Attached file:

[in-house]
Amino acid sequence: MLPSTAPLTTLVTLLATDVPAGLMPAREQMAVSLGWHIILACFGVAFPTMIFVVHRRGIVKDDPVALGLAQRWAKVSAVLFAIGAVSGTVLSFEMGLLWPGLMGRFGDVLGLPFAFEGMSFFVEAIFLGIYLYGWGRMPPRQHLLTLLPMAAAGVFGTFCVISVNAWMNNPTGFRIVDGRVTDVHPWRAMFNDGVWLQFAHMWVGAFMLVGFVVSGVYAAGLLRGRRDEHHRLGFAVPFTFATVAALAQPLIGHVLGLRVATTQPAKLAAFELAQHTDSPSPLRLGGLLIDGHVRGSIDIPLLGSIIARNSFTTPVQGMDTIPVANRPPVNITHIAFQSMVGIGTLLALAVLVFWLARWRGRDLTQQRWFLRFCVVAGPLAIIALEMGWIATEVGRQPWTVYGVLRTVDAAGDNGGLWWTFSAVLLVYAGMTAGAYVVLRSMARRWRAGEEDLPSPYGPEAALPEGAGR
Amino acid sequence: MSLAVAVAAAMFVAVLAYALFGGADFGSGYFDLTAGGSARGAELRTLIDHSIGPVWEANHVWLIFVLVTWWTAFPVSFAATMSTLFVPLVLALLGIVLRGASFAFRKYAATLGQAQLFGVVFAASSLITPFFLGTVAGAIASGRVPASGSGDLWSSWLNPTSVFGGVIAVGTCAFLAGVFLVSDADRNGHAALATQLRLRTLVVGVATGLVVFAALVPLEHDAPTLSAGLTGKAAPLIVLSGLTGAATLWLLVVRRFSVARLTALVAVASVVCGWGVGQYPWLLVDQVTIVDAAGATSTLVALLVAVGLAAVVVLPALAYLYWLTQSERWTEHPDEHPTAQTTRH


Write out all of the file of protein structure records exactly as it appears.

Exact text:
[in-house]
Amino acid sequence: MLPSTAPLTTLVTLLATDVPAGLMPAREQMAVSLGWHIILACFGVAFPTMIFVVHRRGIVKDDPVALGLAQRWAKVSAVLFAIGAVSGTVLSFEMGLLWPGLMGRFGDVLGLPFAFEGMSFFVEAIFLGIYLYGWGRMPPRQHLLTLLPMAAAGVFGTFCVISVNAWMNNPTGFRIVDGRVTDVHPWRAMFNDGVWLQFAHMWVGAFMLVGFVVSGVYAAGLLRGRRDEHHRLGFAVPFTFATVAALAQPLIGHVLGLRVATTQPAKLAAFELAQHTDSPSPLRLGGLLIDGHVRGSIDIPLLGSIIARNSFTTPVQGMDTIPVANRPPVNITHIAFQSMVGIGTLLALAVLVFWLARWRGRDLTQQRWFLRFCVVAGPLAIIALEMGWIATEVGRQPWTVYGVLRTVDAAGDNGGLWWTFSAVLLVYAGMTAGAYVVLRSMARRWRAGEEDLPSPYGPEAALPEGAGR
Amino acid sequence: MSLAVAVAAAMFVAVLAYALFGGADFGSGYFDLTAGGSARGAELRTLIDHSIGPVWEANHVWLIFVLVTWWTAFPVSFAATMSTLFVPLVLALLGIVLRGASFAFRKYAATLGQAQLFGVVFAASSLITPFFLGTVAGAIASGRVPASGSGDLWSSWLNPTSVFGGVIAVGTCAFLAGVFLVSDADRNGHAALATQLRLRTLVVGVATGLVVFAALVPLEHDAPTLSAGLTGKAAPLIVLSGLTGAATLWLLVVRRFSVARLTALVAVASVVCGWGVGQYPWLLVDQVTIVDAAGATSTLVALLVAVGLAAVVVLPALAYLYWLTQSERWTEHPDEHPTAQTTRH